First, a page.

(File pix) Several notes of Bangladesh’s currency, Taka. Business is conducted outside Dhaka’s Maulana Bhashani Hockey Stadium in Taka and US dollars. Pix courtesy of NST Reader

DHAKA: The Maulana Bhashani Hockey Stadium in Dhaka, Bangladesh, is surrounded by petty traders who sell all kinds of food, household items and everything else imaginable.

Even currency is exchanged in the open, by sidewalk changers who openly carry sacks of Taka and US dollars.

All business is conducted by the sidewalk, on trishaws, on makeshift tables and even carried in baskets resting on heads – and it’s chaotic as can be.

The selling frenzy is compounded by a choked street, with ever-honking buses, cars, trishaws and an ever mobile river of pedestrians filling up all the gaps that are left.

Once inside the stadium, built in 1987, the situation is similar.

Welcome to the press working area where chai-walas, samosas (like curry puff) and 250 journalists cram together to record Asia Cup moments.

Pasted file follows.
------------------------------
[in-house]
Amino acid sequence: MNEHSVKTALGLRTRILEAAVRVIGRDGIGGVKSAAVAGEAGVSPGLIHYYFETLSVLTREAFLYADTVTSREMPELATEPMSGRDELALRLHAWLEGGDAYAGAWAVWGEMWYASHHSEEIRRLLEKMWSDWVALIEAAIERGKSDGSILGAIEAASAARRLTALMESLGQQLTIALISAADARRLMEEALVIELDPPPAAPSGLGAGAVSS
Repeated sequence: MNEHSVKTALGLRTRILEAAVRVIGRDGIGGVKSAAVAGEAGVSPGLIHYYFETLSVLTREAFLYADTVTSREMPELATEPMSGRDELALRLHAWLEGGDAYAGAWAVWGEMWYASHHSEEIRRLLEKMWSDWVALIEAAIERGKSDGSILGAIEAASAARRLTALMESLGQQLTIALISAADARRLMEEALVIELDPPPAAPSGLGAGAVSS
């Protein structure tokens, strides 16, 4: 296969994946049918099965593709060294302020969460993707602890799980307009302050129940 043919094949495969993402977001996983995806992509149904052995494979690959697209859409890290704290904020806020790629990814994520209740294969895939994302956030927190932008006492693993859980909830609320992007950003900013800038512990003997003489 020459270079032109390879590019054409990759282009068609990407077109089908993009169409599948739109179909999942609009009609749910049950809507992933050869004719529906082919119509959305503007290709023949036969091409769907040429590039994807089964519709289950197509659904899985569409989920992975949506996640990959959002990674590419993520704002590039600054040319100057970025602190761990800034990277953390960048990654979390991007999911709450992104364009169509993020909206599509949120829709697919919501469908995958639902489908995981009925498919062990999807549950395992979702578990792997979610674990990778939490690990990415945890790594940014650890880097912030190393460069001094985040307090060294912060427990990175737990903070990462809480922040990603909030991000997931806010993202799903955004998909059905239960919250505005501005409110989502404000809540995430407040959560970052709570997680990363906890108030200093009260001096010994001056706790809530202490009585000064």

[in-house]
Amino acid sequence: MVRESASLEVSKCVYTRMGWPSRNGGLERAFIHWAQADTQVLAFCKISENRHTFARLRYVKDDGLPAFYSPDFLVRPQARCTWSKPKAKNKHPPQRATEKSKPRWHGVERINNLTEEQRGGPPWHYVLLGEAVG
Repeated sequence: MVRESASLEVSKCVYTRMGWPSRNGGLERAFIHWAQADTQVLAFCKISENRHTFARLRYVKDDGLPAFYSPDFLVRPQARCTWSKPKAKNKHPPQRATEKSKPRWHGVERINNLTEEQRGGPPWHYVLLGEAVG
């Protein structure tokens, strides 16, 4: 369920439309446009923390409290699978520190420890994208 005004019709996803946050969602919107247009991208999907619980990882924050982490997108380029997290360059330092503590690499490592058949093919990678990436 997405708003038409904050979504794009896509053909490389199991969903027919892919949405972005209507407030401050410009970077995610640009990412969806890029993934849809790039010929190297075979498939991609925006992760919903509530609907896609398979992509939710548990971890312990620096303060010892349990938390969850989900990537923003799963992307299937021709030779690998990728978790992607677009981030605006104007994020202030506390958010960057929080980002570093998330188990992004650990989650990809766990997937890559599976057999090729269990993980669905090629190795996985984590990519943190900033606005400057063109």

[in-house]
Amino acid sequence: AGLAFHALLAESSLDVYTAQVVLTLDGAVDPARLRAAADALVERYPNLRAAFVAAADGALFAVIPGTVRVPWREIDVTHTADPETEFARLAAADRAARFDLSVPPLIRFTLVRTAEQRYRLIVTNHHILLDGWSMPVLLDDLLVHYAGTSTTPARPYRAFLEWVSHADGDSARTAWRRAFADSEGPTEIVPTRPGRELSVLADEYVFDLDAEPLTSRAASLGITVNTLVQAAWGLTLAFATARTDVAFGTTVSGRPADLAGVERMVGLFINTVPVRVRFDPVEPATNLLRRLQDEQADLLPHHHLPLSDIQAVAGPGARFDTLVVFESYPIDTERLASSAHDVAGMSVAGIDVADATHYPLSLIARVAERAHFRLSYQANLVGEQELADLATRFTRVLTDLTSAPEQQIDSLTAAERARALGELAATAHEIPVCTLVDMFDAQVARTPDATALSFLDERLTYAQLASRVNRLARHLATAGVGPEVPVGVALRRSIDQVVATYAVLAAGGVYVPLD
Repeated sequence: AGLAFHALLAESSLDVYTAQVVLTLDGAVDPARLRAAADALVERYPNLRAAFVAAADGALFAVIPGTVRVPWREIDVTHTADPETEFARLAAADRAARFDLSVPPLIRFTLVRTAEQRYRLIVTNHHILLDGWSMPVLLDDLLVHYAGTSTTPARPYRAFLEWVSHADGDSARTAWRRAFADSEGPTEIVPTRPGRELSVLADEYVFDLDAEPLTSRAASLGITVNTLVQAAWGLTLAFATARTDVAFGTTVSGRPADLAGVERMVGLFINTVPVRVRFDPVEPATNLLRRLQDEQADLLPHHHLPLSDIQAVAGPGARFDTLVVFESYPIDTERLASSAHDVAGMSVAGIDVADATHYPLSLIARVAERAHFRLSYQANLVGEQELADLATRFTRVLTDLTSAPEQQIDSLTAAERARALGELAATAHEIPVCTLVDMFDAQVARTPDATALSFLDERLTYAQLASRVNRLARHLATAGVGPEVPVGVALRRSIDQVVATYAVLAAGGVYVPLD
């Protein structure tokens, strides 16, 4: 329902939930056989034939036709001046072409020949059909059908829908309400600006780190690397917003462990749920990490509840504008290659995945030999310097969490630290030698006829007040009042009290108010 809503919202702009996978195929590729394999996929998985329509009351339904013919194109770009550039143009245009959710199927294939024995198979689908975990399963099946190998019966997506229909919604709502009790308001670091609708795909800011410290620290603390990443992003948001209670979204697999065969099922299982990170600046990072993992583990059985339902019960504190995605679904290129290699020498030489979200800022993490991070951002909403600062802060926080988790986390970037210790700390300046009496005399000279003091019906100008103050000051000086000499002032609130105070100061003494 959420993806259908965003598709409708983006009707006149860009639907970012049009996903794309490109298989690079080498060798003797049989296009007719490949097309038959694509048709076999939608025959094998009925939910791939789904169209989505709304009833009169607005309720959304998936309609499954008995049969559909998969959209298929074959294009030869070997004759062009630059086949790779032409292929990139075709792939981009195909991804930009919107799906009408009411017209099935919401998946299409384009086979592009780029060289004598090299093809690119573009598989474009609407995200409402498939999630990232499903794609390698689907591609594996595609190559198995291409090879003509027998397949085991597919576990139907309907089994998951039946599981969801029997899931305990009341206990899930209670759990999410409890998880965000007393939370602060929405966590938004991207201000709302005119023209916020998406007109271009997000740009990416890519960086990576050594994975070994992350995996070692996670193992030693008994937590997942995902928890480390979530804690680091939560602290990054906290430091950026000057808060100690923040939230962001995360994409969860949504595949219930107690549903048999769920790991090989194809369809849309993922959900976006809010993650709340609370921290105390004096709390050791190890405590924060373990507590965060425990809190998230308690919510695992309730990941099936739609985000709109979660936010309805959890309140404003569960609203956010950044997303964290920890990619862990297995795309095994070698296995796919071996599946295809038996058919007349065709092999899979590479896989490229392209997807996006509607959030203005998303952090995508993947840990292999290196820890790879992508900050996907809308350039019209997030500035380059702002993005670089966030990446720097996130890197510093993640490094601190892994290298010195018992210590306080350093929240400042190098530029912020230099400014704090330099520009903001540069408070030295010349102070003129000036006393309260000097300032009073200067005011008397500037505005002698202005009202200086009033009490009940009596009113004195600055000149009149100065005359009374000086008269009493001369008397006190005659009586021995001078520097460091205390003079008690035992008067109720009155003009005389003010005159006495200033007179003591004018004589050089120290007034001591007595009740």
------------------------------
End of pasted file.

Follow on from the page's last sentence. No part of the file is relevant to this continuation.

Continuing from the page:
Yes, 250 journalists from print and TV stations, with only three being from foreign countries.

The press box is as chaotic as the streets surrounding Maulana Bhashani, for loud conversations, and even louder cheers when a goal is scored or food is served, is exactly how it is like in the street bazars outside.

However, it’s a pity that even though the Bangladesh Hockey Federation (BHF) did everything they could to spruce up the old stadium and make it look like a bride ready for marriage, the crowds are missing from the stands.

BHF spent US$1.5 million fixing floodlights, a gigantic scoreboard with instant replays and dolled up other aspects of the stadium – but it has been void of fans – even though entrance is free.

The stadium can accommodate 10,000 people, but even when Bangladesh played Pakistan, there was hardly a crowd of 1,500, including journalists, the police, army and officials.

The Asian Hockey Federation (AHF) did a great job in making sure the stadium is 50 per cent better than when Dhaka hosted the World League Round Two in March.

AHF CEO Datuk Tayyab Ikram of Macau took personal interest in making sure nothing was left to chance.

The AHF president is Tunku Abdullah Sultan Ahmad Shah.

In March, even though the stadium was in a deplorable condition, with toilets best shied away from, Malaysia beat China for the gold medal.

And at the spruced-up venue, Malaysia started their Asia Cup campaign with a 7-1 drubbing of China.

Hopefully, good fortune strikes twice at the same spot.

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